Winters says he’s not sure if the Audubon certification has made a difference in Birdwood’s course rankings – but it’s been well received from those who know about it. “Just from talking to our members and their guests – I know they feel good about playing here. They feel good knowing that we care about the environment and take it to these levels to make sure the land is taken care of.”

“I like to say we’re stewards of the land, and we’ve made a really responsible decision,” Winters added proudly.

In addition to Birdwood’s good work on the environment, the course managers have made other improvements since we last visited (in 2004). The most striking change is in the bunkering, which was completely redone three years ago.

You'll need good placement off of all of Birdwood's tee boxes, yet never more so than at the challenging par four 11th hole.

Winters expounds on what was done: “The bunker renovation was actually kind of a two-part process. We actually redesigned almost all of the green surrounds – and ended up eliminating a lot of bunkers behind greens that really didn’t get a lot of play. We also moved some of the fairway bunkers – made them more compatible with today’s driving distances – and also eliminated some of them, too.”

Lindsay Ervin was Birdwood’s original course designer, but Pete Dye understudy Tim Liddy handled the bunker redo. The goal was to create a more aesthetically pleasing bunker than the course had previously – and then, to create bunker faces that were from the traditional, old-school design in golf. They wanted the bunkers to look like the bunker faces at courses that had been created from many years of play, where bunker sand has been hit out and builds into a bank, slowly over time.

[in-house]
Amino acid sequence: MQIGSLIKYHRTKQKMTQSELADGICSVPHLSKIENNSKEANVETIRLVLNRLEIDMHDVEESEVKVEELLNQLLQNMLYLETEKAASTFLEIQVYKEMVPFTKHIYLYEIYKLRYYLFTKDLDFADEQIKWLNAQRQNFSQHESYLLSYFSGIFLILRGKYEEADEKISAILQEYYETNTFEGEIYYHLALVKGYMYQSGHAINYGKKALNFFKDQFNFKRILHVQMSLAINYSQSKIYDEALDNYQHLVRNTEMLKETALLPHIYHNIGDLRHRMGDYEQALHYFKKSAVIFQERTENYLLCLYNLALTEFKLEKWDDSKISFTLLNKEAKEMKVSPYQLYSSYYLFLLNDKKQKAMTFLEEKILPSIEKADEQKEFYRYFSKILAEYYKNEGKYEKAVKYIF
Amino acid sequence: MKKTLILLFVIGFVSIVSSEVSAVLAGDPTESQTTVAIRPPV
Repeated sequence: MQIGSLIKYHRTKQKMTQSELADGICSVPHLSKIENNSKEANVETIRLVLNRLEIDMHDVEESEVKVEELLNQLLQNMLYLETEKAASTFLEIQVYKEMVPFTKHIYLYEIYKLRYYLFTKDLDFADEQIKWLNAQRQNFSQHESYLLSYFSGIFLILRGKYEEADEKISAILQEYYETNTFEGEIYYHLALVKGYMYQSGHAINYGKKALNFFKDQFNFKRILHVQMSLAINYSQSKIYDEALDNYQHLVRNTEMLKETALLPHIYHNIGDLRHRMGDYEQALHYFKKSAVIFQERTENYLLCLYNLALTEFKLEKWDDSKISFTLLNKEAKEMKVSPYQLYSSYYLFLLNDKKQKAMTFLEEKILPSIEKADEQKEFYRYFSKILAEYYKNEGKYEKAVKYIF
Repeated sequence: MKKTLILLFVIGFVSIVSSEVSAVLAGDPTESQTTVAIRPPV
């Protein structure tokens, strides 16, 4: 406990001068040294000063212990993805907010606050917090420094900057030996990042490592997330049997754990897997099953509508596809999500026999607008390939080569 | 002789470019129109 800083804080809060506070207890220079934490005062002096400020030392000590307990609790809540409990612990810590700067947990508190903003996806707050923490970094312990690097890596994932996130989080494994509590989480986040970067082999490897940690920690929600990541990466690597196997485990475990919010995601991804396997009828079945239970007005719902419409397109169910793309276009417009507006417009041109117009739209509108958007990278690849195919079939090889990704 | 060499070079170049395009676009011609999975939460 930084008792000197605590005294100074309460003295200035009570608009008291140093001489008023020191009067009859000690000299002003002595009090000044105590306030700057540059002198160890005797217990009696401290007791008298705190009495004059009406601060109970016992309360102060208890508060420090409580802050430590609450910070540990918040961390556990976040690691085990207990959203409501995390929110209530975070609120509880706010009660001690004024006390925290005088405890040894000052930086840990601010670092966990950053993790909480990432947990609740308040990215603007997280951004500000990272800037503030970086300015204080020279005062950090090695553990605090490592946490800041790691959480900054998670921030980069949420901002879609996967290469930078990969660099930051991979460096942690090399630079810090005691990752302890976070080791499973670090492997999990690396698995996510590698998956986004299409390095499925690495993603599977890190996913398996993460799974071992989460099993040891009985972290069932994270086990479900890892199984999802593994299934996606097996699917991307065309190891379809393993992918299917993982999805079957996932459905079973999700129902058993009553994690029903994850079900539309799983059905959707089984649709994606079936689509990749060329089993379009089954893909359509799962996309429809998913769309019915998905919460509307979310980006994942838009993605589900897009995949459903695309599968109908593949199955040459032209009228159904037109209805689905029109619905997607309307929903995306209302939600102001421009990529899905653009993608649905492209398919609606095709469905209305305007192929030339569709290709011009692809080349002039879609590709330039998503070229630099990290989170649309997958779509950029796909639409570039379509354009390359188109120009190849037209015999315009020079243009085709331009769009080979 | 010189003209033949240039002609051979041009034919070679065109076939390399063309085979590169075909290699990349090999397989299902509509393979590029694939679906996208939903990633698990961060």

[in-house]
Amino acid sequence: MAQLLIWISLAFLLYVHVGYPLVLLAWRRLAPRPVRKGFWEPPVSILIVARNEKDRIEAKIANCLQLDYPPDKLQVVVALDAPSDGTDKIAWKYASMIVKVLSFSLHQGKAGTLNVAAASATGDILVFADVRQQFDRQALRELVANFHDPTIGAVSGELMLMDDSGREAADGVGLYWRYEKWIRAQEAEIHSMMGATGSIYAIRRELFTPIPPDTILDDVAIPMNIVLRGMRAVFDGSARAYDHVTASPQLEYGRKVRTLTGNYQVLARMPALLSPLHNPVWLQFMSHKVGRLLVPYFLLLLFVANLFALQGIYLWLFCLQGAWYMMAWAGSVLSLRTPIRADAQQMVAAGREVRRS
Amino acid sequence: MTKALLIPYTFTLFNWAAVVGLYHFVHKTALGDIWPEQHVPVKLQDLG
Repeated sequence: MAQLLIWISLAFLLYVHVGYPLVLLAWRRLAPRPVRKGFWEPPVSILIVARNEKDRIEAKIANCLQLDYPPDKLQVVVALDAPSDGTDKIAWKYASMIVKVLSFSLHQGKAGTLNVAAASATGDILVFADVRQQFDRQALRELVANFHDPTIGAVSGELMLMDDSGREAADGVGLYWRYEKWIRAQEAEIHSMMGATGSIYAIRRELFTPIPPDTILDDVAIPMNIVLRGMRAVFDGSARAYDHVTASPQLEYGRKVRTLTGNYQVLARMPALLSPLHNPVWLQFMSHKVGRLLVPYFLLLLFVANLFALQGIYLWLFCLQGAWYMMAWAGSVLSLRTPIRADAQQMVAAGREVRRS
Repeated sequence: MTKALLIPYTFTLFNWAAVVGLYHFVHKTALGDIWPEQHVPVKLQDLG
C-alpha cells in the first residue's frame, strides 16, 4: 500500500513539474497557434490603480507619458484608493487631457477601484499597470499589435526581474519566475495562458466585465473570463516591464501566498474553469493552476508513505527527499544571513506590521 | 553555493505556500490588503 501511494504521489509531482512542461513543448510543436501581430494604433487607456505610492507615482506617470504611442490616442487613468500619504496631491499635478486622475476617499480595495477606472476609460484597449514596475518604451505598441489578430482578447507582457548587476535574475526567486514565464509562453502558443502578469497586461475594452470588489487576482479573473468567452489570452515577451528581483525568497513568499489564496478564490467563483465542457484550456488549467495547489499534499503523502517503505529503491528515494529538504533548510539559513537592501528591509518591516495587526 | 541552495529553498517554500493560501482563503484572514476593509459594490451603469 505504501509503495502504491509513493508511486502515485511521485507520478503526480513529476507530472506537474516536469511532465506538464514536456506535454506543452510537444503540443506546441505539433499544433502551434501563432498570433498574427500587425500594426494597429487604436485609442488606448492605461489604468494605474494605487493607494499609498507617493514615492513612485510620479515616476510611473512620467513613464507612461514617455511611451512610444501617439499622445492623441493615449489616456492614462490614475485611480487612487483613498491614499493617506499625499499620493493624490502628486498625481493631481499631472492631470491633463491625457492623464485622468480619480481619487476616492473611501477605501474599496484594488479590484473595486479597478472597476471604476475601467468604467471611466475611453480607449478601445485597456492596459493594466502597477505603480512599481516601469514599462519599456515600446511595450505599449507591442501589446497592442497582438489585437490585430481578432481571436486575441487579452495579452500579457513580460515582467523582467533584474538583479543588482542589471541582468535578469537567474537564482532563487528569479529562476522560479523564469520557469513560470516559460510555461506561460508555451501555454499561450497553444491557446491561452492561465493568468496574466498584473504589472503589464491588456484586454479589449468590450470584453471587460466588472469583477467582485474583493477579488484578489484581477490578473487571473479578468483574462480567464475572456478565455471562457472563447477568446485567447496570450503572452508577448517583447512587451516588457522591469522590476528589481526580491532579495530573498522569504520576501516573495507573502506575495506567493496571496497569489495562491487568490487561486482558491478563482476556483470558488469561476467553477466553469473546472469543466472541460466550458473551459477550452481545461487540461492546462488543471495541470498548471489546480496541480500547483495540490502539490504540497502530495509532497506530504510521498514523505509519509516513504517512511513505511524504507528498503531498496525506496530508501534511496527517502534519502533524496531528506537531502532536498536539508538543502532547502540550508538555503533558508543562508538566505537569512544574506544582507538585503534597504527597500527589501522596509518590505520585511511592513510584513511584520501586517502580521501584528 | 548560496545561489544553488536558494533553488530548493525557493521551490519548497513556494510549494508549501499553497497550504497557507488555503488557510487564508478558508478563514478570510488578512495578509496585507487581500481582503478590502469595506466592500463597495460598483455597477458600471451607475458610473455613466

Winters said part of the aesthetic goal was accomplished through changing the sand – now the bunkers are filled with beautiful white sand that not only looks superior, it plays better than the rather hard, crusty sand that was there previously. Now, if you’re in one of Birdwood’s bunkers, you’re faced with steeper faces, but you’re also more likely to draw a good lie.

Amongst Birdwood's many surprises is the island-green par three 14th hole, surrounded, of course by nature.

There were strategic aspects to the bunker work as well. “If you hit it in a bunker, you do stand to be penalized,” Winters explained. “The steeper face points it back at the green to where the ‘Sunday’ (most difficult) pin location would be. At the same time, the easier pin locations will come along with easier bunker shots – so we can make the course harder for tournaments, if necessary.”

“Every bunker here changed form in one way or another, with yardage determining where each one should be placed to test the best golfers, but also help the average players avoid them a little easier,” Winters added.